Lynn Zimmer, PhD, a respected sociology professor, author, and spokesperson for the drug reform movement, died on July 2, 2006, at the age of 59.1
Lynn Etta Zimmer was born on May 20, 1947, in Rochester, NY. She earned her bachelor’s degree from the State University of New York at Cortland in 1977, followed by her master’s and doctoral degrees in sociology from Cornell University in 1980 and 1982, respectively. Her doctoral thesis examined the integration of women guards into the US prison system and resulted in her first book, Women Guarding Men, in 1986.
Dr. Zimmer taught at the State University of New York at Geneseo from 1982 to 1990, and then served on the faculty of Queens College of the City University of New York from 1990 to 2002. Early in her professional career, she began to examine the drug testing industry and US drug policies.
“Lynn did an excellent study of Operation Pressure Point, the NYPD’s drug sweep initiative on the Lower East Side during the mid-1980s,” said James Jacobs, PhD, law professor at New York University and Dr. Zimmer’s doctoral adviser at Cornell (e-mail, August 17, 2006). “I think it was that study that launched her into the work on drugs and drug policy. In that area, she made many major contributions.”
Dr. Zimmer became actively involved in the Princeton Group for the Study of Drug Policy, the Drug Policy Foundation (now the Drug Policy Alliance), and the National Organization for the Reform of Marijuana Laws (NORML). She wrote multiple monographs, articles, and book chapters on issues of drug testing, drug policies, and drug reform. She also co-authored the book Marijuana Myths, Marijuana Facts: A Review of the Scientific Evidence, in 1997 with John P. Morgan, MD, professor of pharmacology at the City College of New York.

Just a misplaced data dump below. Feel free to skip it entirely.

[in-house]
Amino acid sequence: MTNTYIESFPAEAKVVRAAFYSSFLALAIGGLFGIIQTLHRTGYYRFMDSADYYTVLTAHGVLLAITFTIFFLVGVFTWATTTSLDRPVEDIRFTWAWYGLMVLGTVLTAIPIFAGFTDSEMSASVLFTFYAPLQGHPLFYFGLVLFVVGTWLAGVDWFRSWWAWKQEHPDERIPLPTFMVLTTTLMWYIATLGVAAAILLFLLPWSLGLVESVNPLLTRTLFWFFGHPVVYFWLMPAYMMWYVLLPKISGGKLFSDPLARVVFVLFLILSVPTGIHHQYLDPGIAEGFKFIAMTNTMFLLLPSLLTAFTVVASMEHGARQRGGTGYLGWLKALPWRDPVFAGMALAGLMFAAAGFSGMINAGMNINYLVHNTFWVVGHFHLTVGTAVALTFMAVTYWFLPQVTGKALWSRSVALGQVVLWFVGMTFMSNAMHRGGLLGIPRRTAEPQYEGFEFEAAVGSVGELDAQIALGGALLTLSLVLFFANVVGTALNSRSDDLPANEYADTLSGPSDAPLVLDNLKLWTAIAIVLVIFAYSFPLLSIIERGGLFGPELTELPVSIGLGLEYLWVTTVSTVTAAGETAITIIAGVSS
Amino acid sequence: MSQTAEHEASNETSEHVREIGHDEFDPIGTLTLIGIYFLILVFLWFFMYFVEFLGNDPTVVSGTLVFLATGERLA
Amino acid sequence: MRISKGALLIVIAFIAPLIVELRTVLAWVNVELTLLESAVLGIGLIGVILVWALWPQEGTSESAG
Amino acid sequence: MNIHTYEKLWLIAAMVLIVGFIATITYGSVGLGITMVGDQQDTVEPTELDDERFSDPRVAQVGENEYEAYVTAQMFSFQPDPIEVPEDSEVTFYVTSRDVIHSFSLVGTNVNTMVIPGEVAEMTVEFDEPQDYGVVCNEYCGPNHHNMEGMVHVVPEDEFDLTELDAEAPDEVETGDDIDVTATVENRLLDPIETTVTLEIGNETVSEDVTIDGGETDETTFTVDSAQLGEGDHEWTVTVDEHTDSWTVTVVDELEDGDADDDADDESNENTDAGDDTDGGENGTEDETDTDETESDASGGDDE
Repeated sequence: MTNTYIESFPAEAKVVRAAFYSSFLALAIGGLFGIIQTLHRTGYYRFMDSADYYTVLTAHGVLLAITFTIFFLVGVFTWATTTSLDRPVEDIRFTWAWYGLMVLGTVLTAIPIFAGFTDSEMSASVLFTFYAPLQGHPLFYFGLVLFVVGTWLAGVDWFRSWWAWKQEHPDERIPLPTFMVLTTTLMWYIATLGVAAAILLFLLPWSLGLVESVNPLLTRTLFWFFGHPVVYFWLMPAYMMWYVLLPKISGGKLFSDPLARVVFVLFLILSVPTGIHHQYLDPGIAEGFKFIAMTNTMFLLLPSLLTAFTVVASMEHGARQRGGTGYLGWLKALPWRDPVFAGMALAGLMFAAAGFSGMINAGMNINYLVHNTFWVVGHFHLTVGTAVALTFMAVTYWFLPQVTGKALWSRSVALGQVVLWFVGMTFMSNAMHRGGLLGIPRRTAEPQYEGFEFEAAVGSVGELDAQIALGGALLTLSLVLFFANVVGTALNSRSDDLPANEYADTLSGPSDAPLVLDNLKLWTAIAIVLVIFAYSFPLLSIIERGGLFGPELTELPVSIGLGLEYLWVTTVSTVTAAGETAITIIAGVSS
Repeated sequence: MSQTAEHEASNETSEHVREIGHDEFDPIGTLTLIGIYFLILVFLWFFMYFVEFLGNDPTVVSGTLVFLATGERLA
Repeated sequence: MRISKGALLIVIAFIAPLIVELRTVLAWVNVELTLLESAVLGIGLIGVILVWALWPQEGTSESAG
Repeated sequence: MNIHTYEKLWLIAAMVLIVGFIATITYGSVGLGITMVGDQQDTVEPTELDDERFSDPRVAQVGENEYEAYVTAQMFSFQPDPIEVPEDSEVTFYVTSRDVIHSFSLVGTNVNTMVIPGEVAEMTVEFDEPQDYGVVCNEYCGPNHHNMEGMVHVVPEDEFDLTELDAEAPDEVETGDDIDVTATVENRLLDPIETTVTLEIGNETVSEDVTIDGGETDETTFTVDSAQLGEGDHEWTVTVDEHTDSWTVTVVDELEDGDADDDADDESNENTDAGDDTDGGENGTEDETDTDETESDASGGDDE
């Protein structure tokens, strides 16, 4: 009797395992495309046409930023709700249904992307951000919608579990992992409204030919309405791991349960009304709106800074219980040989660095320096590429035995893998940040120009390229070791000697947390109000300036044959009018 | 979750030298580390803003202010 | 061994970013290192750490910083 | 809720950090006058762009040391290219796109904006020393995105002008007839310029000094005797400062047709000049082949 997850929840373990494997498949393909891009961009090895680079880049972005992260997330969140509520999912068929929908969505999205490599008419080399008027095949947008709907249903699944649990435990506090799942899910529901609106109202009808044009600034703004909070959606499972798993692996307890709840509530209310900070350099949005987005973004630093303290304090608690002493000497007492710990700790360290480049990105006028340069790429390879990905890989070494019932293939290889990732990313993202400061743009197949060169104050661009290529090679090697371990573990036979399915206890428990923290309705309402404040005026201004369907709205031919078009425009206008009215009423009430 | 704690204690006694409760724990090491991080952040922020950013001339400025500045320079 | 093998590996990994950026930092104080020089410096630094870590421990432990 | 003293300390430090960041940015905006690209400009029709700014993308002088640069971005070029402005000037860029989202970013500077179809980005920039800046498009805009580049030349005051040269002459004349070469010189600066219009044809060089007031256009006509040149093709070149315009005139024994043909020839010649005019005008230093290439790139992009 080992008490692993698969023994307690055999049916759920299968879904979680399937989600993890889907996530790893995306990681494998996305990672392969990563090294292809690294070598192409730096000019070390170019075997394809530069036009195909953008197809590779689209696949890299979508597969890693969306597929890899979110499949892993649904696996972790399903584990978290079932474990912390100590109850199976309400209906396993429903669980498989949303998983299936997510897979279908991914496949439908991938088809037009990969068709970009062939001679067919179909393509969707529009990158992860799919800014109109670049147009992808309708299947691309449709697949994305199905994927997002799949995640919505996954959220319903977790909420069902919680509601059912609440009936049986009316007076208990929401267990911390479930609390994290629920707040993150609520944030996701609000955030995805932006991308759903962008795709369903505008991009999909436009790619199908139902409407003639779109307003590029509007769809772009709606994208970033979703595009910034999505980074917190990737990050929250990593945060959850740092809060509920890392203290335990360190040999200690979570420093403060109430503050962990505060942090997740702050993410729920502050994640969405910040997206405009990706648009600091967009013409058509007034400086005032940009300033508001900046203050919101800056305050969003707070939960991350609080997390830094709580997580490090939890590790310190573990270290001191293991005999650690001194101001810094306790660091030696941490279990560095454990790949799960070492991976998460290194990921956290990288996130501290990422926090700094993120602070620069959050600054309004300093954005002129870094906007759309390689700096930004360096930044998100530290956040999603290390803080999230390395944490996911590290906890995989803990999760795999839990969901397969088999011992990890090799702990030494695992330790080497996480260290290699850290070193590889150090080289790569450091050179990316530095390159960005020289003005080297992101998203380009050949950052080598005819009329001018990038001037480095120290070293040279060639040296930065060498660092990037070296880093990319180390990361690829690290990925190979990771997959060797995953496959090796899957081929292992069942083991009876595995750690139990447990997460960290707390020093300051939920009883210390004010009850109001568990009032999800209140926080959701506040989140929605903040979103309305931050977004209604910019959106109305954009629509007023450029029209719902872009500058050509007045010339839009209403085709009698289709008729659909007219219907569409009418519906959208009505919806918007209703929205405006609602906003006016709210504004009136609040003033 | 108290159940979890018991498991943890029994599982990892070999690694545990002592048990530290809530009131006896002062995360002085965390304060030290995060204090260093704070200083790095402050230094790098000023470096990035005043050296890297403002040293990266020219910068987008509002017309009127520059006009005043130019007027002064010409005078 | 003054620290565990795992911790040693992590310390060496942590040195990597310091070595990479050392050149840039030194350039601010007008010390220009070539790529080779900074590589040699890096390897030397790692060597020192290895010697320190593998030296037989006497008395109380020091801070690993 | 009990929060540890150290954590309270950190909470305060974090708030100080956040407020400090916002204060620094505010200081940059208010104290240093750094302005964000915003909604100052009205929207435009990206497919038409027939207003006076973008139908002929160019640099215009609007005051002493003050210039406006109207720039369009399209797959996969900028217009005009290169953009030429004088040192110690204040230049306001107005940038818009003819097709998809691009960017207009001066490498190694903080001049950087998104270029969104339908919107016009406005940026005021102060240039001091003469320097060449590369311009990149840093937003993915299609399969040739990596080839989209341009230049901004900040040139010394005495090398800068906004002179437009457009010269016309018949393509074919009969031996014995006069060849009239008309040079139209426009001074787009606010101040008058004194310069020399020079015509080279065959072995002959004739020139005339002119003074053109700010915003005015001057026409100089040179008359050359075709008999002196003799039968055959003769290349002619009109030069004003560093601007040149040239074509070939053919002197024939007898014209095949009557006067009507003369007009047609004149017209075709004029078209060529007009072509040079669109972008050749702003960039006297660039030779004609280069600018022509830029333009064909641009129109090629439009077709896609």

Dr. Jacobs explained that this book became widely successful and has been translated into several foreign languages. “It has been fantastically influential. Marijuana Myths catapulted Lynn into real prominence. She appeared on many TV shows, including some very prominent ones, and on radio and in public appearances. She did a couple of European tours talking about the book and drug policy issues,” he said.
According to Dr. Morgan, Dr. Zimmer’s greatest contribution was her analysis of the “drug abuse establishment” (DAE). “She early on realized that many individuals and organizations owed their political lives, their reputations, their prestige, their status, their income, and their jobs to fighting the war on drugs,” Dr. Morgan explained (e-mail, August 16, 2006). “She described this massive entity (the DAE) in bureaucratic terms and realized that its chief function was to preserve and empower itself. Shortly before her death, she gave a copy of a manuscript regarding the DAE to a student, who had become one of her best friends and who is working hard to prepare it for publication.”
Dirk Nelson, a former licensed clinical social worker and long-time activist in the drug reform movement, attended the Drug Policy Foundation’s 13th International Conference on Drug Policy Reform in 2000, where Dr. Zimmer received the Lindesmith Award for Achievement in the Field of Scholarship. Nelson was left with strong impressions of her character and eloquence. “People who can speak unapologetically with her grace, insight, and humor on this topic, with her kind of credentials, are often difficult to find,” he said (oral communication, August 18, 2006). “Her contributions to the movement, to end the unreasonable punishing of people for their pharmacological adventures, were invaluable.” Dr. Zimmer also received the Lester Grinspoon Award for Achievement in the Field of Marijuana Law Reform from NORML in 2000.1
Dr. Zimmer was diagnosed with multiple sclerosis (MS) in the late 1990s. “MS took a terrible toll on her,” said Dr. Morgan. “It robbed her of her ability to see and to move about in the world. It did not affect her ability to think and teach and be kind. She was the best person I have ever known.”
Dr. Zimmer is survived by her two sons Joseph and Mark.
— Courtney Cavaliere
1. Nadelmann EA. Lynn Zimmer 1947-2006. Drug Policy News. Drug Policy Alliance Web site. Available at: http://www.drugpolicy.org/news/070506lynnzimmer.cfm. Accessed August 11, 2006.